I also played The Addams Family in this room. It's a nice game, has some cool features like the hand with the magnet that locks balls, the five bumpers which have a lot of power and give the game a good portion of rattle, and the artwork is nice too. It's based on the colour TV series, not the classic Addams Family series and movies. Many people love this game for its complexity and sound, but since I played only twice, I can hardly say anything about it. It's definitely not a game I would buy however.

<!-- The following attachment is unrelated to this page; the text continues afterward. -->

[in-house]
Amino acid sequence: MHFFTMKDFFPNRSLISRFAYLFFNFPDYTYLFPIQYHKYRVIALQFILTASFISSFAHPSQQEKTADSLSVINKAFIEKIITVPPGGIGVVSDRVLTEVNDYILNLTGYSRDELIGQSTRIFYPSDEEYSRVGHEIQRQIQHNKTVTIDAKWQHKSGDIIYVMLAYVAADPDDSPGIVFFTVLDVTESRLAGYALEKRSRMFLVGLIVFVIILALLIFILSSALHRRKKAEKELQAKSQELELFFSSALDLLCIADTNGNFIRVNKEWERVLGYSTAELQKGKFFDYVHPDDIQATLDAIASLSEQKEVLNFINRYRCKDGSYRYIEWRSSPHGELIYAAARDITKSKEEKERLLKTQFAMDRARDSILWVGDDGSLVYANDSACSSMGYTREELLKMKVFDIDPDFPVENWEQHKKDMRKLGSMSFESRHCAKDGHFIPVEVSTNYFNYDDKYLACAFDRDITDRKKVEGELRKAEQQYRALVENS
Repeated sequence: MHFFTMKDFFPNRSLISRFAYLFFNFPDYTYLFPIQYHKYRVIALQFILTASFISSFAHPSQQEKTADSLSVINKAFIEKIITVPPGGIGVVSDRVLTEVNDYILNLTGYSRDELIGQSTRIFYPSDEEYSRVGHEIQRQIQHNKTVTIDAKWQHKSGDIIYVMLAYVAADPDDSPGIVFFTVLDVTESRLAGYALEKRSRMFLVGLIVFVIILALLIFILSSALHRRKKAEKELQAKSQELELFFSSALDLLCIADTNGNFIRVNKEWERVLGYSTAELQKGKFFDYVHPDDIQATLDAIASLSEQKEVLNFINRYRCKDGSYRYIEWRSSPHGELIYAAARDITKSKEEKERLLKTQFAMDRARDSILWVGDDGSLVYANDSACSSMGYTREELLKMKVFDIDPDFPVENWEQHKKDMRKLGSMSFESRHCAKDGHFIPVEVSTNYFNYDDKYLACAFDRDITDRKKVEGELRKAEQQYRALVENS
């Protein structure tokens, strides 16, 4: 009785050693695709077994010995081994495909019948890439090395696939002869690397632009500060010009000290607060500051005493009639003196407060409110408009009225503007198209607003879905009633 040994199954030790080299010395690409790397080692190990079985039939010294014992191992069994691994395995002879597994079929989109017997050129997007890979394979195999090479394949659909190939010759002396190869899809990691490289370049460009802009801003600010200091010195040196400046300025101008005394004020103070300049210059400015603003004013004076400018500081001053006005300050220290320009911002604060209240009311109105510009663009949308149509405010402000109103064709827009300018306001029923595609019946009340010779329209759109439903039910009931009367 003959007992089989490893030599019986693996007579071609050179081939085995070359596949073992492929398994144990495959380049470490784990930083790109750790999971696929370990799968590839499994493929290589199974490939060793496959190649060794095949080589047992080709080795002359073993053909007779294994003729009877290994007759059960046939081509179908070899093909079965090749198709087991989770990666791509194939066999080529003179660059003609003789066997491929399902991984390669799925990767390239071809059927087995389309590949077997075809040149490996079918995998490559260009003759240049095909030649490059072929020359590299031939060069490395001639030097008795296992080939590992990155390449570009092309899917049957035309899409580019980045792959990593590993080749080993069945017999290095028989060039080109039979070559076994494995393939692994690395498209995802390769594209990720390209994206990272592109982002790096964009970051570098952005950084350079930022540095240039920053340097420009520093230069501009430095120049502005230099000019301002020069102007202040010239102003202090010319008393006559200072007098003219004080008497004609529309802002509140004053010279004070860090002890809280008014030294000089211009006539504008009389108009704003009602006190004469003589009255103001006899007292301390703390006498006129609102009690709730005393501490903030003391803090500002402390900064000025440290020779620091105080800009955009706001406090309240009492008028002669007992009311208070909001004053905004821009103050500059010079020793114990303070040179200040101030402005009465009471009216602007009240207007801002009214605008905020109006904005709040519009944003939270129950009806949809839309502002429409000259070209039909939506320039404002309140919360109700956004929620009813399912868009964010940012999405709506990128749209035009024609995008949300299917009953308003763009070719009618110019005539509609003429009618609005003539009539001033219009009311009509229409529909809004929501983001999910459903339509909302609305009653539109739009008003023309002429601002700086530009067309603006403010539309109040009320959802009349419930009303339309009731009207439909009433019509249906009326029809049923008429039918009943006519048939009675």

On we went to the third room, but this one was located in Hobbykoch's family house just a few hundred meters away from his work. A complete room on street level right beside the entrance door was left unused and stuffed full of even more DMD machines, featuring such beauties as Attack from Mars, Medieval Madness, Cactus Canyon, Twilight Zone and Tales of the Arabian Nights. He also had a nice standup of former German pornstar Gina Wild at the end of the room XD After some chat and a lot of pictures I flashed with my digicam, he started playing Attack from Mars and I launched balls on TOTAN. It was nice to see this beauty again and this time see it in dream condition: a playfield with zero wear, new rubbers, fully working GI and insert lamps, no broken plastics, working bumpers. The game played as fast and beautiful as I had it in my memories and was a good start before I went over to try my hand at Twilight Zone, yet another machine many collectors love for its complexity, theme and specialties. As Hobbykoch described, this game is full of things you don't grasp the first time you play and you can still find out new tasks and prizes even after a thousand plays. I made only one game since this pin gave me the same feeling I always get when I play wide body machines: it was just awkward to have such a broad play-field, it made the ball slow and moving too far to the sides rather than farther away from me and back. The artwork turned me off too. The game was hard to play and I couldn't find the concentration anyway because of all the other machines around it and the chatter we permanently kept while playing.